Fernando Botero

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Fernando Botero
Botero in 2018
Fernando Botero Angulo[1]

(1932-04-19)19 April 1932
Medellín, Colombia
Died15 September 2023(2023-09-15) (aged 91)
Monte Carlo, Monaco
Known for
  • Painter
  • sculptor
Notable work
  • Mona Lisa, Age Twelve (1959)
  • Pope Leo X (after Raphael) (1964)
  • The Presidential Family (1967)
  • The Dancers (1987)
  • Death of Pablo Escobar (1999)
  • Abu Ghraib series (2005)
(m. 1978; died 2023)
Children4, including Fernando

Fernando Botero Angulo (19 April 1932 – 15 September 2023)[2] was a Colombian figurative artist and sculptor from Medellín.[3] His signature style, also known as "Boterismo", depicts people and figures in large, exaggerated volume, which can represent political criticism or humor, depending on the piece. He was considered the most recognized and quoted artist from Latin America in his lifetime,[4][5][6] and his art can be found in highly visible places around the world, such as Park Avenue in New York City and the Champs-Élysées in Paris, at different times.[7]

Self-styled "the most Colombian of Colombian artists",

Salón de Artistas Colombianos in 1958. He began creating sculptures after moving to Paris in 1973, achieving international recognition with exhibitions around the world by the 1990s.[9][10] His art is collected by many major international museums, corporations, and private collectors. In 2012, he received the International Sculpture Center's Lifetime Achievement in Contemporary Sculpture Award.[11]


Early life

Fernando Botero was born in

seamstress to support the family.[2] An uncle took a major role in his life.[2] Although isolated from art as presented in museums and other cultural institutes, Botero was influenced by the Baroque style of the colonial churches and the city life of Medellín while growing up.[13]

Botero received his primary education at the Ateneo Antioqueño and, thanks to a scholarship, he continued his secondary education at the Jesuit School of Bolívar.

matadors for two years.[15] In 1948, Botero at the age of 16 had his first illustrations published in the Sunday supplement of El Colombiano, one of the most important newspapers in Medellín. He used the money he was paid to attend high school at the Liceo de Marinilla de Antioquia.[16]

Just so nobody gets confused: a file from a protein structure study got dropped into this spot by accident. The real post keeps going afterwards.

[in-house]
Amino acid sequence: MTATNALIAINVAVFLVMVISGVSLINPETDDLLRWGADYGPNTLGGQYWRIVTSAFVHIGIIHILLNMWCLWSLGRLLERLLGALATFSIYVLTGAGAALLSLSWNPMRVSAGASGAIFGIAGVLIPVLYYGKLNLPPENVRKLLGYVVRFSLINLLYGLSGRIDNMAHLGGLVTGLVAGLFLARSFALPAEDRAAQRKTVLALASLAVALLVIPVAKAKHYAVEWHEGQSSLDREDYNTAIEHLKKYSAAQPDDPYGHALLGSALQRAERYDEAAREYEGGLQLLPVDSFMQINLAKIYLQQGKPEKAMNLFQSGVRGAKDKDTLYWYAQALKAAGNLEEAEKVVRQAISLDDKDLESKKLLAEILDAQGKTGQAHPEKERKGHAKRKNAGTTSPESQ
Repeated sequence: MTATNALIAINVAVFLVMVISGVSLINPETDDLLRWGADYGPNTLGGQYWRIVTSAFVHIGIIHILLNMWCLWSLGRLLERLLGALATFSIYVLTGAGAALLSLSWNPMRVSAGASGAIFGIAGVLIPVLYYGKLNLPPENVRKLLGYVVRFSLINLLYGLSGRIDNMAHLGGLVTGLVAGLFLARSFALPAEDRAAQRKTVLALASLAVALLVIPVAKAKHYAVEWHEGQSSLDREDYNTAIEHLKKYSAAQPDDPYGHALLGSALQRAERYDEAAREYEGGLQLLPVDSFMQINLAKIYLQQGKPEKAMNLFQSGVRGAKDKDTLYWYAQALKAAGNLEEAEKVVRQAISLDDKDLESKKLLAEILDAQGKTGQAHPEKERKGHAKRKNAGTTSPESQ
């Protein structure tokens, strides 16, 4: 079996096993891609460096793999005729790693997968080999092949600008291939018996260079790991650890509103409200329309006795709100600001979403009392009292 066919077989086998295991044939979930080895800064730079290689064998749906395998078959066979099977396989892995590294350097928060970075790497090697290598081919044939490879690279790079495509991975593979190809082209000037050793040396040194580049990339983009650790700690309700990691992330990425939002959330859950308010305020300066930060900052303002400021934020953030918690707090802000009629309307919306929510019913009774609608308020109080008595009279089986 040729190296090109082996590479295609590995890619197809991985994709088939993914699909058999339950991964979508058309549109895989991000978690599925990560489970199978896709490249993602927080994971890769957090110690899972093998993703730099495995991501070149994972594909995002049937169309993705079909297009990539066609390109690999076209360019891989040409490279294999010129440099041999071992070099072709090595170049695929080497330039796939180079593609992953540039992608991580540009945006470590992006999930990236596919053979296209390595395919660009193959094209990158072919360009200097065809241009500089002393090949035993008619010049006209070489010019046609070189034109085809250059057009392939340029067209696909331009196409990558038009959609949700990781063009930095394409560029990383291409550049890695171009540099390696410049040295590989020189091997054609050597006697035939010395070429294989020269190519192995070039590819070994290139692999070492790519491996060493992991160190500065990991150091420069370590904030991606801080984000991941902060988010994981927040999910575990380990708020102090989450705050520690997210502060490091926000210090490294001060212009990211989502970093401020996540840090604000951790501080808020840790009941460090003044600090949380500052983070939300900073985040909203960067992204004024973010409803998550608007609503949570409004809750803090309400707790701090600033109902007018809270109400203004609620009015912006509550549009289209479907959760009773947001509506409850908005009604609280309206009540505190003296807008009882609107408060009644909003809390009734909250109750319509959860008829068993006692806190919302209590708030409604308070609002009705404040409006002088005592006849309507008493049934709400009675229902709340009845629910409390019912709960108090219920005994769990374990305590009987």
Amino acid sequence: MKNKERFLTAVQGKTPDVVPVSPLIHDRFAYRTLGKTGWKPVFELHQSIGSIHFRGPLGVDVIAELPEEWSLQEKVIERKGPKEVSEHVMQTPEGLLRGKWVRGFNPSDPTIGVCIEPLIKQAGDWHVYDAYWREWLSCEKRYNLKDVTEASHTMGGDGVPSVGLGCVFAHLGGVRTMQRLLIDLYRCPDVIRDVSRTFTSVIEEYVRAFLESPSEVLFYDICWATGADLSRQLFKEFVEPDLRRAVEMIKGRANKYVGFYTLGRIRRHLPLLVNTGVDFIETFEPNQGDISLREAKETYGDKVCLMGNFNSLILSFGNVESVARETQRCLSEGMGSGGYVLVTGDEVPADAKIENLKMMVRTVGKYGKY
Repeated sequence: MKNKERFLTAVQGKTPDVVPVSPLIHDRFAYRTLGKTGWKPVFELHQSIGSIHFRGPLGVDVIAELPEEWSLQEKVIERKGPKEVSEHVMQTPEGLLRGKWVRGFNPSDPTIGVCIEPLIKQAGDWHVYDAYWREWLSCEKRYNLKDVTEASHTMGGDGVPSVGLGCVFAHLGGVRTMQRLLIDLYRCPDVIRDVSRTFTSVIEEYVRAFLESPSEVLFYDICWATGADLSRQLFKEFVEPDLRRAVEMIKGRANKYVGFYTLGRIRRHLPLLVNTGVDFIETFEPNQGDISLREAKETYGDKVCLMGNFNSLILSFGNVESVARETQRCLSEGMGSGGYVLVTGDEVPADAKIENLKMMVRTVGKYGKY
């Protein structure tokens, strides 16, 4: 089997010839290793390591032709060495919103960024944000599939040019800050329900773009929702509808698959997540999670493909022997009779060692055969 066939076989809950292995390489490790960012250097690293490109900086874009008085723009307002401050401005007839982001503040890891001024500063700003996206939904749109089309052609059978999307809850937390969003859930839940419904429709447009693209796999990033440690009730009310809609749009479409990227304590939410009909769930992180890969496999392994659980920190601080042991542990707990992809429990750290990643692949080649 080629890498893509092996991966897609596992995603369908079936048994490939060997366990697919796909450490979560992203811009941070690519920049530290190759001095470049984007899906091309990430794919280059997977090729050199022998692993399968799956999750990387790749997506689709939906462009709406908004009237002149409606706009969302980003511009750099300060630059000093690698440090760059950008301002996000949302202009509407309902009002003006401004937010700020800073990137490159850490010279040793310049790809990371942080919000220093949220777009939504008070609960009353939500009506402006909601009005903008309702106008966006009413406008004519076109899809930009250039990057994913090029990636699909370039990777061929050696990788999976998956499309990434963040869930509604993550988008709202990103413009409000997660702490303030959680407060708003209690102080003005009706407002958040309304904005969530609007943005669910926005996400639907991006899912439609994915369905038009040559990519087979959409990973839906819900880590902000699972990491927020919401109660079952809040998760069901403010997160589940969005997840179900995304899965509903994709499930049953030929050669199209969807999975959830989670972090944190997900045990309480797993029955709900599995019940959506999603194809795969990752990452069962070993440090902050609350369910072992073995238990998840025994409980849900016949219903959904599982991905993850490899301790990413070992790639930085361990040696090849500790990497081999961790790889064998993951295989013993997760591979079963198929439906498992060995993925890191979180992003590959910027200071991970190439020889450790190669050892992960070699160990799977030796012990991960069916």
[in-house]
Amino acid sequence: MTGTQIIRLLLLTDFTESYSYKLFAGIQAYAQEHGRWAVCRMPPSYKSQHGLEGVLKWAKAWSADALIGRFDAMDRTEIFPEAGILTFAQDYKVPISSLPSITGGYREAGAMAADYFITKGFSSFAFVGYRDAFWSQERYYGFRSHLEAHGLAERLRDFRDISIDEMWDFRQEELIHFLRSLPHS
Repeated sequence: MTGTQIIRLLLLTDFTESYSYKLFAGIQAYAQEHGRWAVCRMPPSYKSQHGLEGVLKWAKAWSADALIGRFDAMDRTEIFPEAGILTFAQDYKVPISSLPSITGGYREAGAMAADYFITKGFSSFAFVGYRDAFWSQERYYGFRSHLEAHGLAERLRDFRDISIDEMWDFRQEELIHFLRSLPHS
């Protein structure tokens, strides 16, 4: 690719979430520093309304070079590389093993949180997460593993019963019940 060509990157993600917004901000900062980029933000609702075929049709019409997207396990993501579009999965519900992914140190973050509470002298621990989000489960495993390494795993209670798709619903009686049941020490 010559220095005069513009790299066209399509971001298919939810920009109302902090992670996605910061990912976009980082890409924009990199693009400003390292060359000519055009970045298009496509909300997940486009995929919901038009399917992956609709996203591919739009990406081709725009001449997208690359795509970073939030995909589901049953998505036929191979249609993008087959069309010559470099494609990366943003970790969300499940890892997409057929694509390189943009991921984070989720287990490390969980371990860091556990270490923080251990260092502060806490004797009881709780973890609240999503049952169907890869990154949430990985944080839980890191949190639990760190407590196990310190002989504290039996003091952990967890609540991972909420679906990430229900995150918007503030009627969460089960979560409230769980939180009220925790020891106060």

Botero's work was first exhibited in 1948, in a group show along with other artists from the region.

Pérez Art Museum Miami acquired a still life picture of Botero's early days of career depicting apples, an influence of European art historical movements and 20th-century painters.[18] His first one-man show was held at the Galería Leo Matiz in Bogotá, a few months after his arrival.[19]

In 1952, using his gallery earnings, Botero sailed to Europe. He arrived in

Prado Museum, where he copied works by Goya and Velázquez.[21]

In 1953, Botero moved to Paris, where he spent most of his time in the

Around 1964, Botero made his first attempts to create sculptures.[24] Due to financial constraints preventing him from working with bronze, he made his sculptures with acrylic resin and sawdust. A notable example during this time was Small Head (Bishop) in 1964, a sculpture painted with great realism. The material was too porous, so he abandoned this method.[25] He returned to sculpture "with enthusiasm" in Italy in the mid-1970s and exhibited his characteristic bronze sculptures for the first time at the Grand Palais in Paris in 1977.[24]

On 10 June 1995, while his son

Minister of Defence, a bomb containing 10 kg of dynamite was placed underneath one of Botero's bronze sculptures on display in Medellín's Plaza San Antonio. The resulting explosion killed 23 people and injured 200 more; the perpetrators were never identified.[26] A horrified Botero decided that the damaged sculpture should be left in place as a "monument to the country's imbecility and criminality" and donated an intact replica to stand alongside it.[27][28]

In 2004, Botero exhibited a series of 27 drawings and 23 paintings dealing with the violence in Colombia from 1999 through 2004. He donated the works to the

National Museum of Colombia, where they were first exhibited.[29]

Abu Ghraib, 2005, oil on canvas. Botero painted the abuses of Abu Ghraib between 2004 and 2005 as a permanent accusation.

In 2005, Botero gained considerable attention for his Abu Ghraib series, which was exhibited first in Europe. He based the works on reports of United States forces' abuses of prisoners at Abu Ghraib prison during the Iraq War. Beginning with an idea he had had on a plane journey, Botero produced more than 85 paintings and 100 drawings in exploring this concept[30] and "painting out the poison".[22] The series was exhibited at two United States locations in 2007, including Washington, DC. Botero said he would not sell any of the works, but would donate them to museums.[31] In 2009, the Berkeley Art Museum acquired (as a gift from the artist) 56 paintings and drawings from the Abu Ghraib series, which can be seen online.[32] Selections from the series have been regularly included in the museum's annual Art for Human Rights exhibitions.[33]